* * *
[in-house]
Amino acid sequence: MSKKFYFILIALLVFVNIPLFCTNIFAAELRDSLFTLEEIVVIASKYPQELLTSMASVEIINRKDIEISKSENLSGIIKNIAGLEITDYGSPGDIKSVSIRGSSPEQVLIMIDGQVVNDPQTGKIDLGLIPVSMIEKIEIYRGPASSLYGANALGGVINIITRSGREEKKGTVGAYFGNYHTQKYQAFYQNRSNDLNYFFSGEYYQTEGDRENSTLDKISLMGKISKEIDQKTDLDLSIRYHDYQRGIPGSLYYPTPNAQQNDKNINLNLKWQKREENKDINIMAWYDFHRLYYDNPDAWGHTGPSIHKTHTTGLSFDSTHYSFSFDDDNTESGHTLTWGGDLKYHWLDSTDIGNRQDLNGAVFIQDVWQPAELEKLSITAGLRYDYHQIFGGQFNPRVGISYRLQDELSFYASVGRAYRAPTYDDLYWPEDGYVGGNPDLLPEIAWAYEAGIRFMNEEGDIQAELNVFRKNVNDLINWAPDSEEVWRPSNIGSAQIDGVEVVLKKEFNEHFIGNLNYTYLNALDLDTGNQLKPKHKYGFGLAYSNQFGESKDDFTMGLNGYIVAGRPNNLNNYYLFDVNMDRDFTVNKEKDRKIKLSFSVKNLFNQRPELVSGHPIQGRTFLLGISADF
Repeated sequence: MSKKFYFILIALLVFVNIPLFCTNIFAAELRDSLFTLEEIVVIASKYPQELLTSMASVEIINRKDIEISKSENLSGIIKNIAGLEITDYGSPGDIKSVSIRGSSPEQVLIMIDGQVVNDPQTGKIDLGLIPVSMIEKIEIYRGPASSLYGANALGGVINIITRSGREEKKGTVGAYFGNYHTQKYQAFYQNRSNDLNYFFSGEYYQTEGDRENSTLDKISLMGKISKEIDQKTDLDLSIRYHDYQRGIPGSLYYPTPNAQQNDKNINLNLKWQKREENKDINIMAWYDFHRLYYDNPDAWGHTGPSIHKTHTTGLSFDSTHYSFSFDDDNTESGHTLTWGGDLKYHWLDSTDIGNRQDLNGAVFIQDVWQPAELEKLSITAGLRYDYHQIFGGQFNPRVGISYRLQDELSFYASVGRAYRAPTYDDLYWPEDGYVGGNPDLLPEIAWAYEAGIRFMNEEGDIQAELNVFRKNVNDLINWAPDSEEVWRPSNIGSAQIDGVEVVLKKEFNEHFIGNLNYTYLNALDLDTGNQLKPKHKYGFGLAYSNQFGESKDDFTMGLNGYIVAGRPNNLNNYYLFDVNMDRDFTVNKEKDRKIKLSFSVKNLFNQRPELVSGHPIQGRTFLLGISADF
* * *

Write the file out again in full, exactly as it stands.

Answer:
[in-house]
Amino acid sequence: MSKKFYFILIALLVFVNIPLFCTNIFAAELRDSLFTLEEIVVIASKYPQELLTSMASVEIINRKDIEISKSENLSGIIKNIAGLEITDYGSPGDIKSVSIRGSSPEQVLIMIDGQVVNDPQTGKIDLGLIPVSMIEKIEIYRGPASSLYGANALGGVINIITRSGREEKKGTVGAYFGNYHTQKYQAFYQNRSNDLNYFFSGEYYQTEGDRENSTLDKISLMGKISKEIDQKTDLDLSIRYHDYQRGIPGSLYYPTPNAQQNDKNINLNLKWQKREENKDINIMAWYDFHRLYYDNPDAWGHTGPSIHKTHTTGLSFDSTHYSFSFDDDNTESGHTLTWGGDLKYHWLDSTDIGNRQDLNGAVFIQDVWQPAELEKLSITAGLRYDYHQIFGGQFNPRVGISYRLQDELSFYASVGRAYRAPTYDDLYWPEDGYVGGNPDLLPEIAWAYEAGIRFMNEEGDIQAELNVFRKNVNDLINWAPDSEEVWRPSNIGSAQIDGVEVVLKKEFNEHFIGNLNYTYLNALDLDTGNQLKPKHKYGFGLAYSNQFGESKDDFTMGLNGYIVAGRPNNLNNYYLFDVNMDRDFTVNKEKDRKIKLSFSVKNLFNQRPELVSGHPIQGRTFLLGISADF
Repeated sequence: MSKKFYFILIALLVFVNIPLFCTNIFAAELRDSLFTLEEIVVIASKYPQELLTSMASVEIINRKDIEISKSENLSGIIKNIAGLEITDYGSPGDIKSVSIRGSSPEQVLIMIDGQVVNDPQTGKIDLGLIPVSMIEKIEIYRGPASSLYGANALGGVINIITRSGREEKKGTVGAYFGNYHTQKYQAFYQNRSNDLNYFFSGEYYQTEGDRENSTLDKISLMGKISKEIDQKTDLDLSIRYHDYQRGIPGSLYYPTPNAQQNDKNINLNLKWQKREENKDINIMAWYDFHRLYYDNPDAWGHTGPSIHKTHTTGLSFDSTHYSFSFDDDNTESGHTLTWGGDLKYHWLDSTDIGNRQDLNGAVFIQDVWQPAELEKLSITAGLRYDYHQIFGGQFNPRVGISYRLQDELSFYASVGRAYRAPTYDDLYWPEDGYVGGNPDLLPEIAWAYEAGIRFMNEEGDIQAELNVFRKNVNDLINWAPDSEEVWRPSNIGSAQIDGVEVVLKKEFNEHFIGNLNYTYLNALDLDTGNQLKPKHKYGFGLAYSNQFGESKDDFTMGLNGYIVAGRPNNLNNYYLFDVNMDRDFTVNKEKDRKIKLSFSVKNLFNQRPELVSGHPIQGRTFLLGISADF